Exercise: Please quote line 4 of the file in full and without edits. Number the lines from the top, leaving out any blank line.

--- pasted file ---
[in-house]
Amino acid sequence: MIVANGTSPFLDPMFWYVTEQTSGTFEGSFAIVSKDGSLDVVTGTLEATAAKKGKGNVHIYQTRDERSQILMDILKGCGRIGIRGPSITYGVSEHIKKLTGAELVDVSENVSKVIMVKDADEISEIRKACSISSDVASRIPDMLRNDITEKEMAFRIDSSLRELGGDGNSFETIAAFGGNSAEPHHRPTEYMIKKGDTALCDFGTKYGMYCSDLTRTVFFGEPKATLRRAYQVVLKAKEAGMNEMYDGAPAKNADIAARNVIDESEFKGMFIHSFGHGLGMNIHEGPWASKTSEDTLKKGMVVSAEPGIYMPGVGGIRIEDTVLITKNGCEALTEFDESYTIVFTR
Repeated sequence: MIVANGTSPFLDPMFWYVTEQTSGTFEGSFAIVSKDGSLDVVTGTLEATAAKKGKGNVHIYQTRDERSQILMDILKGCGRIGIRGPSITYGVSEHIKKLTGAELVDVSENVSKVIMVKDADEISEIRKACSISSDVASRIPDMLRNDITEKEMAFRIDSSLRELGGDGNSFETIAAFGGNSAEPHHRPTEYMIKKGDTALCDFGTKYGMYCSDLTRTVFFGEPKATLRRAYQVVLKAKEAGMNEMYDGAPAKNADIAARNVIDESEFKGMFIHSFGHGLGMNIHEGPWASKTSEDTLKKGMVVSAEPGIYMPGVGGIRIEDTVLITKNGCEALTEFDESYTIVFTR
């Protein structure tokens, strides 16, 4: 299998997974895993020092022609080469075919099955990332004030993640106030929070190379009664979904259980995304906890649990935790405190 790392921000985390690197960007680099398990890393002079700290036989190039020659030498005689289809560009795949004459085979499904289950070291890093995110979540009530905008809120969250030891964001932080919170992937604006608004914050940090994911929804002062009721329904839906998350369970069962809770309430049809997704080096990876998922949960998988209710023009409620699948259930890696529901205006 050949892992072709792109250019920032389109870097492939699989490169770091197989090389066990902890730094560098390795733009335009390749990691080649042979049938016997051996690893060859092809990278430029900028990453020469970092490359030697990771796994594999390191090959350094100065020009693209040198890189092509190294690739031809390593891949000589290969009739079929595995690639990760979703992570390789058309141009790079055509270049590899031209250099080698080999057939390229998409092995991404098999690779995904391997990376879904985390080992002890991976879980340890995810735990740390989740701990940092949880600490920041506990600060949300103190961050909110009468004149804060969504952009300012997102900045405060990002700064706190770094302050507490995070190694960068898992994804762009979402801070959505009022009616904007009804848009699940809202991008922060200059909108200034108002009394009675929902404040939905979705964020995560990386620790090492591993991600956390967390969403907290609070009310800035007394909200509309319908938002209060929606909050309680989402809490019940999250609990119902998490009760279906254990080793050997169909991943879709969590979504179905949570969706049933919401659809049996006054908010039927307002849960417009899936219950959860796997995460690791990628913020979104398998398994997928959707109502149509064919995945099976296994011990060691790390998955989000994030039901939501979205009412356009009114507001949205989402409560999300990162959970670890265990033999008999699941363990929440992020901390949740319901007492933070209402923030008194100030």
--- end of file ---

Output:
């Protein structure tokens, strides 16, 4: 299998997974895993020092022609080469075919099955990332004030993640106030929070190379009664979904259980995304906890649990935790405190 790392921000985390690197960007680099398990890393002079700290036989190039020659030498005689289809560009795949004459085979499904289950070291890093995110979540009530905008809120969250030891964001932080919170992937604006608004914050940090994911929804002062009721329904839906998350369970069962809770309430049809997704080096990876998922949960998988209710023009409620699948259930890696529901205006 050949892992072709792109250019920032389109870097492939699989490169770091197989090389066990902890730094560098390795733009335009390749990691080649042979049938016997051996690893060859092809990278430029900028990453020469970092490359030697990771796994594999390191090959350094100065020009693209040198890189092509190294690739031809390593891949000589290969009739079929595995690639990760979703992570390789058309141009790079055509270049590899031209250099080698080999057939390229998409092995991404098999690779995904391997990376879904985390080992002890991976879980340890995810735990740390989740701990940092949880600490920041506990600060949300103190961050909110009468004149804060969504952009300012997102900045405060990002700064706190770094302050507490995070190694960068898992994804762009979402801070959505009022009616904007009804848009699940809202991008922060200059909108200034108002009394009675929902404040939905979705964020995560990386620790090492591993991600956390967390969403907290609070009310800035007394909200509309319908938002209060929606909050309680989402809490019940999250609990119902998490009760279906254990080793050997169909991943879709969590979504179905949570969706049933919401659809049996006054908010039927307002849960417009899936219950959860796997995460690791990628913020979104398998398994997928959707109502149509064919995945099976296994011990060691790390998955989000994030039901939501979205009412356009009114507001949205989402409560999300990162959970670890265990033999008999699941363990929440992020901390949740319901007492933070209402923030008194100030």